The British Library Gothic Exhibition

By Fleur Clarke

Posted on October 6, 2014 in Books, Film, Fun Stuff with tags British Library, Exhibition, Gothic, Horror, Review

Billed as the UK’s biggest ever Gothic exhibition, the British Library’s current exhibition explores 250 years of the gothic imagination across literature, film and art. So, if your wardrobe consists of various shades of black and you like books where people run away from things screaming, you should book your ticket for the exhibition now.

photo 4

The British Library gothic exhibition opens with a video where Sarah Waters, Mark Z Danielewski and Neil Gaiman talk about their own definitions of ‘gothic’. These range from very broad statements about fear and terror, to Gaiman’s amusing definition of the gothic as any book where the front cover could be someone running away from a dark house holding a candelabra. This provides a neat introduction to an exhibition which explores the birth of gothic literature, and its genesis across its 250 year existence.

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Image via Urban 75

Proceeding in linear fashion, the exhibition opens with The Castle of  Otranto, generally regarded as the first gothic novel. You enter the world of Horace Walpole, decked out like Elizabeth Bathory’s boudoir with diaphanous black sheets and a mirror that you wouldn’t want to do your makeup in. This section explores the close ties between gothic architecture and literature, and intricate illustrated editions of The Castle of Otranto sit alongside building models and architectural plans for Horace Walpole’s Gothic Revival villa Strawberry Hill.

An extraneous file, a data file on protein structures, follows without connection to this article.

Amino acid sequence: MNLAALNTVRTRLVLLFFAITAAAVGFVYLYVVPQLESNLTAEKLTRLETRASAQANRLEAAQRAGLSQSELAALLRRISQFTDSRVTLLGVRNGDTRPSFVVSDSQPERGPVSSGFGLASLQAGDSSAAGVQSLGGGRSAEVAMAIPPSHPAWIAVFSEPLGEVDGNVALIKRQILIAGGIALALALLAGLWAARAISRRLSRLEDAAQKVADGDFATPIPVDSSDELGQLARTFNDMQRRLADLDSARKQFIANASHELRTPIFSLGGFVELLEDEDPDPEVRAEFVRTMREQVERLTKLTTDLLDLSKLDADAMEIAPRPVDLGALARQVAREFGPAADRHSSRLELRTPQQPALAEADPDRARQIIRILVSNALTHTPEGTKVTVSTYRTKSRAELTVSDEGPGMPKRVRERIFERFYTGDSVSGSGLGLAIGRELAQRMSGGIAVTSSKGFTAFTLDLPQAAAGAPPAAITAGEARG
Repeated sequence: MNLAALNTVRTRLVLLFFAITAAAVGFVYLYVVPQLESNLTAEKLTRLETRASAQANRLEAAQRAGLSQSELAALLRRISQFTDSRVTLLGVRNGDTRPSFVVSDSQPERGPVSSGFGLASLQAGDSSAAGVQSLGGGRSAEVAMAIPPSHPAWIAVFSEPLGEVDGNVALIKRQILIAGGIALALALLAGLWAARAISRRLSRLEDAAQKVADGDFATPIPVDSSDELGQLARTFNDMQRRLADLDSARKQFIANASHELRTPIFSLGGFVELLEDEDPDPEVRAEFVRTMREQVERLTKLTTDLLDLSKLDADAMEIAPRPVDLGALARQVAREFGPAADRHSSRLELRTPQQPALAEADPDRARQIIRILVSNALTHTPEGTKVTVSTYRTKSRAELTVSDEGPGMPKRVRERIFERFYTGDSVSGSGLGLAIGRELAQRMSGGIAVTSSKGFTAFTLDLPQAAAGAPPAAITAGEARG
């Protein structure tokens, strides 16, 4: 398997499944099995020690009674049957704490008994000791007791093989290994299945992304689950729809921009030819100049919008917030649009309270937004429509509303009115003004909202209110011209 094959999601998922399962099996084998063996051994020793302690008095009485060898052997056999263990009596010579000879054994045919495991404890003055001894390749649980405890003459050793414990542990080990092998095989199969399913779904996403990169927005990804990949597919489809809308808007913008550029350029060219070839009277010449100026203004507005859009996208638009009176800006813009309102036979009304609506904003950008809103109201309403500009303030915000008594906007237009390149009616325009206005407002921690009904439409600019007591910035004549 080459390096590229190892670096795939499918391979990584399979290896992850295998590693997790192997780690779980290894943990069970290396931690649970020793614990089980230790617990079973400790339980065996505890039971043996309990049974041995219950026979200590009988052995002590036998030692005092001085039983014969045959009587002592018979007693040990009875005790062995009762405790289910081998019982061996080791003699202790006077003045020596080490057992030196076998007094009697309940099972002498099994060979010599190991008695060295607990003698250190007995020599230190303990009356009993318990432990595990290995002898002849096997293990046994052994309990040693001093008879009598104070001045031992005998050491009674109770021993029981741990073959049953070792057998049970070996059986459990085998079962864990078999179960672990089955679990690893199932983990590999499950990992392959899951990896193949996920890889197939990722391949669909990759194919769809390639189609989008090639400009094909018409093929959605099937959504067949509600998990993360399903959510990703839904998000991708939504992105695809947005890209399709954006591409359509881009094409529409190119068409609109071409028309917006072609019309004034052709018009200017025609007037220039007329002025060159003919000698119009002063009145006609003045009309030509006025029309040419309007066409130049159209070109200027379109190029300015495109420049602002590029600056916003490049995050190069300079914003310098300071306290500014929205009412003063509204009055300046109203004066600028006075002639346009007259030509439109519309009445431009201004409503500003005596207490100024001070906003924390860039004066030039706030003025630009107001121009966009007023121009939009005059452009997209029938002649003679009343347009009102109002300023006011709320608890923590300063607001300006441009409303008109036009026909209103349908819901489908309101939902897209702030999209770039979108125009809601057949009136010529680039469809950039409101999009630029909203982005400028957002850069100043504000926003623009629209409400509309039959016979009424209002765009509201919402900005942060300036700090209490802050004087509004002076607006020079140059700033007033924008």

The desolate castles and sublime landscapes then give way to the urban Gothic, with penny dreadfuls and Dickens’ lurid descriptions of Victorian London. Exhibits such as the one below from the Illustrated Police News report on Jack the Ripper, show how gothic fictions infused news reporting.

jacktheripper-wl

Where the exhibition became most interesting was when it drew connections across history; an illustration of Victorian folklore figure Spring-heeled Jack next to original artwork from Arkham Asylum; Jim Crace’s Harvest next to a clip from the Wicker Man; Ben Wheatley talking about his 2013 film A Field In England opposite Paul Nash’s landscape photography. My only complaint about the exhibition was that I wish there’d been more of this. It would have been interesting to view Danielewski’s House of Leaves alongside other works of architectural gothic such as Gormenghast and The Castle of Otranto, but the exhibition’s historical structure limited these kind of comparisons.

arkham-asylum  springheeled-jack 

Dracula had a whole chamber to himself, and this did allow for some nice cross-historical movement with handwritten manuscripts from the book, clips from films and a vampire slaying kit. Though, I would say that not including a clip from the Buffy Dracula special was a missed opportunity (though, I am speaking as someone who gets heart palpitations whenever the Buffy theme track comes on). Inevitably, some strands of gothic fiction weren’t explored. Southern gothic didn’t make an appearance, and despite a very full section on the gothic in contemporary children’s literature, contemporary gothic fiction didn’t get much breathing room. Kim Newman’s Anno Dracula series would have been a great addition to the Dracula room, and the inclusion of Stephenie Meyer but not Anne Rice brought me out in a cold sweat.

But those are only small complaints, and Martin Kerr’s photos from Whitby Gothic Weekend at the end of the exhibition were a wonderful way of concluding, and showing that goth is still alive and well (and possibly overheating slightly).

 

Price: £10 / £8 and £5 concessions / Free for under 18 year olds

Exhibition opening hours
Monday 10.00 – 18.00, Tuesday 10.00 – 20.00, Wednesday – Friday 10.00 – 18.00, Saturday 10.00 – 17.00, Sunday and English public holidays 11.00 – 17.00

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